Chapter 2: Progressive Writing from the Start 

When it comes to writing a doctoral thesis, getting started is among the greatest hurdles. Procrastination is an issue with any large and challenging project, of course, especially when planning, motivation and deadlines are, for the most part, your own responsibility, as tends to be the case while working on a doctoral thesis. When a project is based on extensive research, the guilt that can in other situations be so helpful in encouraging action is often absent: there is, after all, always one more source to consult (something you have just discovered perhaps or something a colleague has shared or something hot off the press) and it can never be bad to read relevant sources, right? Well, the answer is rather complicated. Sources directly related to your topic and research, whether recent or not, should definitely be considered regardless of when they come to your attention. In addition, if you feel blocked while writing any particular part of the thesis, it can be helpful to look back not only to your own earlier notes on the topic, but also to relevant literature that you have read in the past, and reading a new source can obviously provide fresh ideas and inspiration. However, continuing to read or conduct primary research and, worse yet, seek out new sources and experiments when you have the material you need to begin, are running short on time and really need to knuckle down to writing can be detrimental. 

Ideally, reading or gathering data by other means such as questionnaires or trials, analysing that information and reporting it in writing should be intimately intertwined during the process of producing a thesis, but there should nonetheless come a time when gathering data becomes secondary and writing is the main priority. This is a crucial transition regardless of how you approach writing your thesis and one more easily discussed and written about than achieved, but if you treat writing as an essential part of the thesis process from the very start, you will already have begun when you reach this stage and will have a good deal of material to work with as you face the transition. This chapter therefore focuses on basic aspects of writing early in the thesis process rather than on doctoral research, but for helpful advice on conducting and using research more generally, see the ‘Research and Citation’ section of the Purdue Online Writing Lab (1995–2015).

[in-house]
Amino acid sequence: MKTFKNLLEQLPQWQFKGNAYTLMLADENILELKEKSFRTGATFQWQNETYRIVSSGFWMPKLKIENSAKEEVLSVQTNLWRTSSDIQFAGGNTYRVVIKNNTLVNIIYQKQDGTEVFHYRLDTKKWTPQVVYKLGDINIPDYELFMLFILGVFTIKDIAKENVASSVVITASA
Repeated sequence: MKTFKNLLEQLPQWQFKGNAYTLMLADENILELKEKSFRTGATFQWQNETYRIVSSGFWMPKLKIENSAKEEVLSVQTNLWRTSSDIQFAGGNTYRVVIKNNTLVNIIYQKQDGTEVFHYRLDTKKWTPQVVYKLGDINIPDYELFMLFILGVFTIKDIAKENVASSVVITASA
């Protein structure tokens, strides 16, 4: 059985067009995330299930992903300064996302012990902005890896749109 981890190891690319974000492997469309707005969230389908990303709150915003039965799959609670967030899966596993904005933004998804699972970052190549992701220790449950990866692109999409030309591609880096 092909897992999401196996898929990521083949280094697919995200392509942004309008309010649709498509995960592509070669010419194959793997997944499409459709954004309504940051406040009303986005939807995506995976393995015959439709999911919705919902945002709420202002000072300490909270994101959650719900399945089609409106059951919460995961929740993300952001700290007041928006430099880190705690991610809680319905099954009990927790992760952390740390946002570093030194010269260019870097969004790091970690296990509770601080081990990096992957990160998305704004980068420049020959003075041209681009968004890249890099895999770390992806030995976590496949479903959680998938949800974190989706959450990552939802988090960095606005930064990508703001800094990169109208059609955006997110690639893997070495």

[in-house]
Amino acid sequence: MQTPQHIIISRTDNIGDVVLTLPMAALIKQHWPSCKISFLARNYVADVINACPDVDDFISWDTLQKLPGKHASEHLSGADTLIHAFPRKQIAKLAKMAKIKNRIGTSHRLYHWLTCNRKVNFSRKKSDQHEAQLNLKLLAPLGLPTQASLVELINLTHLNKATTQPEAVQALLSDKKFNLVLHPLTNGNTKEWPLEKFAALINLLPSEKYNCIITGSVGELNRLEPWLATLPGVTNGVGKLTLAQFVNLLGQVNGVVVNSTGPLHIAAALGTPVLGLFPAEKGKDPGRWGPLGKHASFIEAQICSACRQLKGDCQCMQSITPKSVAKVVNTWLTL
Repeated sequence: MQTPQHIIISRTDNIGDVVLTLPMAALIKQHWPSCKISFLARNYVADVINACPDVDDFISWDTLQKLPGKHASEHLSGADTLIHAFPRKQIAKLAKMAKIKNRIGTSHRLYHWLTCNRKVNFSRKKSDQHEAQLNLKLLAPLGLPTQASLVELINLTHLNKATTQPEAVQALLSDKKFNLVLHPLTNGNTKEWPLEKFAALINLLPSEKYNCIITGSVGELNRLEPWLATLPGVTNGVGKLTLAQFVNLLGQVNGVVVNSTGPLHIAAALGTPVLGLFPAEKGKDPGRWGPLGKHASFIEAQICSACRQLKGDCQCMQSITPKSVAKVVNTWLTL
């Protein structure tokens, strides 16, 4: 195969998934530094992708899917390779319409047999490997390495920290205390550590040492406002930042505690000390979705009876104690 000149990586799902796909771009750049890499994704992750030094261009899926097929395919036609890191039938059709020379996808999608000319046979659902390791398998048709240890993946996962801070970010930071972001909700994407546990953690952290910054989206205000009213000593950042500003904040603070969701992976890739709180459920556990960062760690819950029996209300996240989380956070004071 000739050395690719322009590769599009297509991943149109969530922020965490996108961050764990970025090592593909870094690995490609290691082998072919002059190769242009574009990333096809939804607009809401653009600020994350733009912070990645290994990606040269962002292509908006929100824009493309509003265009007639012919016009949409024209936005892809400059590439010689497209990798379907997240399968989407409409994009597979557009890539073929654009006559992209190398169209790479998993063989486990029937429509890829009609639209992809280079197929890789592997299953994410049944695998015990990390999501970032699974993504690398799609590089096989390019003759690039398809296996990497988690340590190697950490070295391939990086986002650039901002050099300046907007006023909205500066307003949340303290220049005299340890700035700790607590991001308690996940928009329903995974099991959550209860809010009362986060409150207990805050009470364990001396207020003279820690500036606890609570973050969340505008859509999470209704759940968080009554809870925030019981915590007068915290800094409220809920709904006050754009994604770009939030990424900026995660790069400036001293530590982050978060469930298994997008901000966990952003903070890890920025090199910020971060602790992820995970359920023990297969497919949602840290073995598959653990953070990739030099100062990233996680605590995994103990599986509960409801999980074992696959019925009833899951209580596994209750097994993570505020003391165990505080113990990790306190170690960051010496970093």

2.1 Writing to Record, Remember, Think and Reuse

2.1.1 Jotting Down and Developing Ideas

As a doctoral candidate, you have no doubt already given your thesis considerable thought. You may have begun planning it in your undergraduate days or when taking postgraduate courses or while preparing for your comprehensive examinations; or you may have developed your topic by writing a prospectus to gain funding for and/or earn acceptance into a doctoral programme. Whatever the case may be, you have ideas, probably lots of them, about what you want your thesis to be, and some of those ideas may have already made their way into writing of some sort. If so, a return to those early documents (prospectus, class essays and projects, presentation notes or whatever they may be) to glean the best of your ideas as you begin working on your thesis can be incredibly helpful. On the other hand, if you have not yet written down the ideas churning through your mind whenever you think about your thesis, there is no time like the present to begin doing so. 

Some of these ideas may seem too insignificant to treat so seriously, but even the smallest ideas can develop into important parts of your argument, and anything that helps you think through a problem may also help you work through that problem in formal writing later in the thesis process. It is therefore a good idea to jot your ideas down whenever and wherever they come to you before they slip away unrecorded, remembering that no one beyond yourself need ever see these notes. This will, however, mean keeping with you at all times some method of doing so – a small journal (with a pen!), a laptop computer or tablet, a note-taking or voice memo app on your smart phone, a bundle of multicoloured cards for organising notes into topics or categories, paper serviettes in the university cafeteria or anything else that serves the purpose – which may seem slightly neurotic, but rest assured that you will be in the company of many serious authors.

When you record your ideas in this informal way, you should also try to develop them as far as possible when you jot them down. There is a marked difference between the multidirectional flow of ideas in the mind and the linear expression of them in writing, so experimenting with developing your ideas with pen in hand as they come to you will not only generate new ideas; it will also show you which ideas work well when woven into text, and help you begin the process of communicating those ideas in a more concrete and formal way. There are a great many questions you can ask yourself to inspire this kind of spontaneous development of ideas via writing if you are not accustomed to it, so a few examples may prove helpful:

  • Where did this idea come from? What generated or inspired it?
  • Why did this idea arise from that one? What is the link between them?
  • Can I connect this idea to other ideas I have about this topic or problem? How?
  • What are the implications of this idea? Are they important for my research?
  • How could I connect in text the ideas that seem connected in my thoughts?